Seventy years ago, on April 30th, 1945, Hitler committed suicide together with Eva Braun, marking the end of what was essentially one of the biggest crimes against humanity, the Holocaust. The Second World War has left its scars on the common consciousness of the European people. Never again shall the states of Europe permit such heinous deeds being committed in their countries – a thought, which created willingness for cooperation never seen before, and ultimately fostered the establishment of the European Union. The successor states of the Third Reich, Austria and Germany have since apologized and paid compensations to the remaining victims, as well as making the denial of the Holocaust a punishable crime.
However, the steadily increasing influx of immigrants from outside of Europe and the difficult economic situation in many countries have spurred a revival of the old ideologies of Nationalism. The “Front National” in France, the “United Kingdom Independence Party,” “Sverige Demokraterna” in Sweden, the Norwegian “Fremskrittspartiet,” the Austrian “Freiheitlich Partei Österreichs,” the Dutch “Lijst Pim Fortuyn,” the German “Nationaldemokratische Partei Deutschlands” … the list of far right parties gaining more votes goes on and on. These parties share the common fear that European culture is being corrupted by domestic liberal policies and international migration. This hate and fear culminates in the rejection of many immigrants from outside of the European culture sphere, especially immigrants with a Muslim background.
Acts of terror motivated by nationalist ideas, such as Anders Breivik’s attack on Utøya in 2011, as well as torrents of hate on social media platforms are on the rise. The voice of nationalism does not only grow louder when it comes to elections, where the far right parties in many of the aforementioned countries had massive gains in support, but also on the Internet on social media platforms such as Facebook and Twitter. The Austrian newspaper “der Standard,” reported, that Facebook has had increases in posts and content denying the Holocaust reported by users in Germany and Austria, in which the publishing of Holocaust denial is punishable by law. In 2014, Facebook limited access to 15 of such posts in Austria, whereas in the first half of 2015 it was already 170. The situation in Germany is similar, where, in 2014, access to 94 contents was blocked, and in the first half of 2015 it was already 188.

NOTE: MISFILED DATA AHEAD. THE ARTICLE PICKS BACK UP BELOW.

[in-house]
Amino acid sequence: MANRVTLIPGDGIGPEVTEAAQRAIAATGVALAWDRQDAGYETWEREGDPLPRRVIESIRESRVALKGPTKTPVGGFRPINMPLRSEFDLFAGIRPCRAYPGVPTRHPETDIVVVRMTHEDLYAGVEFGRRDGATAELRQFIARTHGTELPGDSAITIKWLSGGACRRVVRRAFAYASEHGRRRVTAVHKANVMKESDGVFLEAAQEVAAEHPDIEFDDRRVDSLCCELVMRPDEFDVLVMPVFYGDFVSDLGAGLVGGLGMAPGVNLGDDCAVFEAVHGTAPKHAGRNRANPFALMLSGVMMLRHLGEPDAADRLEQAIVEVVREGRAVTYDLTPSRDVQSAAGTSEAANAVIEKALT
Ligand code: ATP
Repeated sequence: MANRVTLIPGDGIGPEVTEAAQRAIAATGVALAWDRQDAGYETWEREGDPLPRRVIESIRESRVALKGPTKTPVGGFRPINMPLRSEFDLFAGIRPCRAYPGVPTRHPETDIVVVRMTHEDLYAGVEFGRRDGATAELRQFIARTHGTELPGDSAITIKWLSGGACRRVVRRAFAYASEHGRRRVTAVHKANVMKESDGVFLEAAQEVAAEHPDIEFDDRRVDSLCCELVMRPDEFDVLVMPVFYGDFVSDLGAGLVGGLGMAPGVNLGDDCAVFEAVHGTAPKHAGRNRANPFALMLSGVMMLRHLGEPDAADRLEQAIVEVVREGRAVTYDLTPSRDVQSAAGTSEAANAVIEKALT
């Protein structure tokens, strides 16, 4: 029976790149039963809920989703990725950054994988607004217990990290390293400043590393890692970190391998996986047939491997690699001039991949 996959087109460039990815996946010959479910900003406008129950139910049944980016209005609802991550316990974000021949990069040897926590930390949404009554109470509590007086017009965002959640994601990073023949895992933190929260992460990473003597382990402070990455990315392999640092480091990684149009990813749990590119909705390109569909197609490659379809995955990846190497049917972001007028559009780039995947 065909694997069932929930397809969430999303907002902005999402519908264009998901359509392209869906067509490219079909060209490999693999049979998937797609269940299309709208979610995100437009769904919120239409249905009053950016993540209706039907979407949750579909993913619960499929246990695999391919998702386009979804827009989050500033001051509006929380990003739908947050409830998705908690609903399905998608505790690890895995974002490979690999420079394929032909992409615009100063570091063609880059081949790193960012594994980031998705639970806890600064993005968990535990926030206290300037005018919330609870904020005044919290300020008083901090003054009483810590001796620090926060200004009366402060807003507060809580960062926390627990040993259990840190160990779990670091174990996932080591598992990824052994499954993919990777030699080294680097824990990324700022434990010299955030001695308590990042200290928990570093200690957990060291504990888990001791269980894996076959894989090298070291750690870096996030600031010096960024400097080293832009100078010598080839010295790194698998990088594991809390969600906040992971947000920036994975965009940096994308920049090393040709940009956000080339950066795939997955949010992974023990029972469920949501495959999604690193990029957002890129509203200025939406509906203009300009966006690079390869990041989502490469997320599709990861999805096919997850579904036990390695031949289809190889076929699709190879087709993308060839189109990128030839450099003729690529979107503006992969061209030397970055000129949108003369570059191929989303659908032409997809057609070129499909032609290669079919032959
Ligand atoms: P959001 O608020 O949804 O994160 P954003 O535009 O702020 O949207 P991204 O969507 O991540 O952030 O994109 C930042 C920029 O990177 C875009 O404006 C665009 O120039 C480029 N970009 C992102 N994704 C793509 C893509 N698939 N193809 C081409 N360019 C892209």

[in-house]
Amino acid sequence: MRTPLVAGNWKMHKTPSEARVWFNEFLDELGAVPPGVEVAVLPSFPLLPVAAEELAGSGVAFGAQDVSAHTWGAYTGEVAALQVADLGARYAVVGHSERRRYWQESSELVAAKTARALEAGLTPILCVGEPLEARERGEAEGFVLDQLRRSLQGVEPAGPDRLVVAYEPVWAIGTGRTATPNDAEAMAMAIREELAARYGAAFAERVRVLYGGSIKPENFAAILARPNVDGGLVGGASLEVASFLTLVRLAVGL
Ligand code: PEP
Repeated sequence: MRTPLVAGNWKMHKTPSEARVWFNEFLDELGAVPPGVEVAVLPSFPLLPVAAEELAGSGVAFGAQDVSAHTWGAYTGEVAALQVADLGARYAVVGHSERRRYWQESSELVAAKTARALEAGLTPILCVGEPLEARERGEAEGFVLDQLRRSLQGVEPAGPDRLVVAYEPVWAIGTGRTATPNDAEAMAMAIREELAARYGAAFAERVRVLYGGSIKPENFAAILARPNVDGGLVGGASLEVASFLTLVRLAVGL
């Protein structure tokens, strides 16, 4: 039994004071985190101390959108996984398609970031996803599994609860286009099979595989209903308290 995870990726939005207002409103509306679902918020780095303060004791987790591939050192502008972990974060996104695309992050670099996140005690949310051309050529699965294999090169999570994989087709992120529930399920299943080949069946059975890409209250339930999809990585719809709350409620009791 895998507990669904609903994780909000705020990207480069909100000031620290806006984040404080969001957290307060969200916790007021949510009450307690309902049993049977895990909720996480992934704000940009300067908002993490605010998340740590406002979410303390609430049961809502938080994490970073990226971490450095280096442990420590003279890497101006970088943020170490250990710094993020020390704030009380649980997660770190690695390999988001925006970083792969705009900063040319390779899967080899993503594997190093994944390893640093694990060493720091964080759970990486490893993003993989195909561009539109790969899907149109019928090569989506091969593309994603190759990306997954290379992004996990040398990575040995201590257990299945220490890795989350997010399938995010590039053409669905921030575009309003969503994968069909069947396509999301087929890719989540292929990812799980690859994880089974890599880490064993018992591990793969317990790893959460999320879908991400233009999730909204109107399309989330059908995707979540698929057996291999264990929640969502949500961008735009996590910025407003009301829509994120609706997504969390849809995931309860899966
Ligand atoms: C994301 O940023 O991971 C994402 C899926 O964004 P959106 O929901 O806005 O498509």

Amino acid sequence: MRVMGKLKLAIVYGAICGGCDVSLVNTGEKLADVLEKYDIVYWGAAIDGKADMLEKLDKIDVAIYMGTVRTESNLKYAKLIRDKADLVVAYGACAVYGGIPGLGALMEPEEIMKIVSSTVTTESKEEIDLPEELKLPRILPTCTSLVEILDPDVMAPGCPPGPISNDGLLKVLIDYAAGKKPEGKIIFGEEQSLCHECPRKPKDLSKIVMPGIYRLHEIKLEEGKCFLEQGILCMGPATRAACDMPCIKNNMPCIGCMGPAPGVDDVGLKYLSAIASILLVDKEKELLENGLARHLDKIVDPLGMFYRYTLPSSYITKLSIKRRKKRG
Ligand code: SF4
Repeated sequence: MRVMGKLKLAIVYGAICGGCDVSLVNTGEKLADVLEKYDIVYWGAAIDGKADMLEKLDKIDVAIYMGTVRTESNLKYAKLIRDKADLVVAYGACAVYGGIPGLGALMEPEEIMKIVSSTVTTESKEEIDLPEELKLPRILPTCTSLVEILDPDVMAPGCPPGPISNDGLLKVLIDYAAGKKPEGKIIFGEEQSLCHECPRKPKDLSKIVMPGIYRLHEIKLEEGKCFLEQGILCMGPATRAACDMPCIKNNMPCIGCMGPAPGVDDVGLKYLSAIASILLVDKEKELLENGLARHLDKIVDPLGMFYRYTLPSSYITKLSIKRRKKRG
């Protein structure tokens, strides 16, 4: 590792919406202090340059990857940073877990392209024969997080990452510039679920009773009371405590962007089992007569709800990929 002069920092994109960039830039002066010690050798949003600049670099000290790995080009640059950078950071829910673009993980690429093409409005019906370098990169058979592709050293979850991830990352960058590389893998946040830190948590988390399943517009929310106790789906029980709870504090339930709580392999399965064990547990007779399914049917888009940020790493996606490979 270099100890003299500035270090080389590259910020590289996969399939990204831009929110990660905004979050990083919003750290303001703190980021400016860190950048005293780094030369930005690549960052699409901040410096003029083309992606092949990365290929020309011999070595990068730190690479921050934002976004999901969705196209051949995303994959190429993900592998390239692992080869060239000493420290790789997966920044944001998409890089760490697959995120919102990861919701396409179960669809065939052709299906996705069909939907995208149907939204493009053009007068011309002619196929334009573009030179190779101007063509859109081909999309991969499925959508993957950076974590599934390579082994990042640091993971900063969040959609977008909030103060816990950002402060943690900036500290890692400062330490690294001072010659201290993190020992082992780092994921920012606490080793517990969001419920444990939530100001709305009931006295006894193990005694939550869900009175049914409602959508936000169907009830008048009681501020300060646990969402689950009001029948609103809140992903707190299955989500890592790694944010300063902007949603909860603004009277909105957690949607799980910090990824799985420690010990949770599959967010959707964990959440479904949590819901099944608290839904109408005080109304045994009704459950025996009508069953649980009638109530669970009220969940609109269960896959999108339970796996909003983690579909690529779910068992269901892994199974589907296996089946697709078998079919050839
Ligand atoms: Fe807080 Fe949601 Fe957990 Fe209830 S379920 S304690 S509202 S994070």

This worrying trend of growing public support for the right is also reflected in the increase of violent attacks motivated by nationalism and xenophobic ideology. One of the most high profile attacks motivated by these kind of ideas was the aforementioned attack on a socialist youth camp on the small Island Utøya in 2011. Anders Breivik wrote in his manifesto that all Muslims in Europe should be deported and advocated openly for an annihilation of multiculturalism. Since the beginning of 2015 and the influx of refugees, the police in Germany noted an increase in aggressions against migrants coming to Germany. The newspaper “Die Zeit” reported in an article in mid-August, that the police counted around 500 small-scale attacks in the first eight months of 2015.
The ongoing shift to the right has also caused a mushrooming of far-right political organizations. The most prominent is the PEGIDA, Patriotische Europäer gegen die Islamisierung des Abendlandes [Patriotic Europeans Against the Islamisation of the Occident], which was founded in October 2014 and has since been organizing weekly demonstrations against the Islamization of the Occident, demanding stricter immigration regulations, especially for people with a Muslim background. They have been garnering support throughout the past year, fueled by the Charlie Hebdo attacks, which they exploited for their own political ends. The European migrant crisis also contributed to their popularity. On October 19th, 2015, around 20,000 people came to one of their rallies and observers noted, that there was a perceived radicalization of the crowd.
Right-wing politics and nationalist ideology have undoubtedly become mainstream and the moderate parties have suffered heavy losses in elections in recent years. After the terror attacks in Paris, the voices demanding tighter border controls and reduction of immigrants and refugees allowed to settle in the country have become louder and more determined. It is very easy to win elections with campaigns based on simple hate-mongering instead of productive ideas, which is why many parties use a populist approach to garner support.
Europe is now at a crossroads: will it once again go down the path of nationalism, or will it retain the values established after the end of the Second World War. On one hand, there are shifts toward the right and more stringent immigration policies, but on the other, there are also voices opposing these nationalist ideas while advocating the values of tolerance, cooperation and openness on which the European community was established after the Second World War. Regardless of the outcome, the next couple of years will be formative for the European continent.
By Lilith-Isa Samer